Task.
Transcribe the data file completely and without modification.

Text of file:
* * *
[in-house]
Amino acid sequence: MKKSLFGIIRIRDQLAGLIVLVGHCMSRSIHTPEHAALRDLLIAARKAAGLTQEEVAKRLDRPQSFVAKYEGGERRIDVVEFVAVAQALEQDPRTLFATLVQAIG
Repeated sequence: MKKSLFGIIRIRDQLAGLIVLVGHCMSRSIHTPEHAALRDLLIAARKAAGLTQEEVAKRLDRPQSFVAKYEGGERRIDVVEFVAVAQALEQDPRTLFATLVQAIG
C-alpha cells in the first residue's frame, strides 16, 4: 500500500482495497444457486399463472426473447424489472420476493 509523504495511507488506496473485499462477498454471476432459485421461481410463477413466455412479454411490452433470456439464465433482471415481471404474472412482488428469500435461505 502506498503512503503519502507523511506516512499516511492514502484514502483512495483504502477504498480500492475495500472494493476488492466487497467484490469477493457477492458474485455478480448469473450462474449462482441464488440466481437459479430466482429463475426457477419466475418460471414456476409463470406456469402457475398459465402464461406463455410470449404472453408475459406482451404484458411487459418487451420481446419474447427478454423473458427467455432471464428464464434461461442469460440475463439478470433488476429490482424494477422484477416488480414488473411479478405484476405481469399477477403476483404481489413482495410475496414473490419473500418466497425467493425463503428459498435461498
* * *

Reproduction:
[in-house]
Amino acid sequence: MKKSLFGIIRIRDQLAGLIVLVGHCMSRSIHTPEHAALRDLLIAARKAAGLTQEEVAKRLDRPQSFVAKYEGGERRIDVVEFVAVAQALEQDPRTLFATLVQAIG
Repeated sequence: MKKSLFGIIRIRDQLAGLIVLVGHCMSRSIHTPEHAALRDLLIAARKAAGLTQEEVAKRLDRPQSFVAKYEGGERRIDVVEFVAVAQALEQDPRTLFATLVQAIG
C-alpha cells in the first residue's frame, strides 16, 4: 500500500482495497444457486399463472426473447424489472420476493 509523504495511507488506496473485499462477498454471476432459485421461481410463477413466455412479454411490452433470456439464465433482471415481471404474472412482488428469500435461505 502506498503512503503519502507523511506516512499516511492514502484514502483512495483504502477504498480500492475495500472494493476488492466487497467484490469477493457477492458474485455478480448469473450462474449462482441464488440466481437459479430466482429463475426457477419466475418460471414456476409463470406456469402457475398459465402464461406463455410470449404472453408475459406482451404484458411487459418487451420481446419474447427478454423473458427467455432471464428464464434461461442469460440475463439478470433488476429490482424494477422484477416488480414488473411479478405484476405481469399477477403476483404481489413482495410475496414473490419473500418466497425467493425463503428459498435461498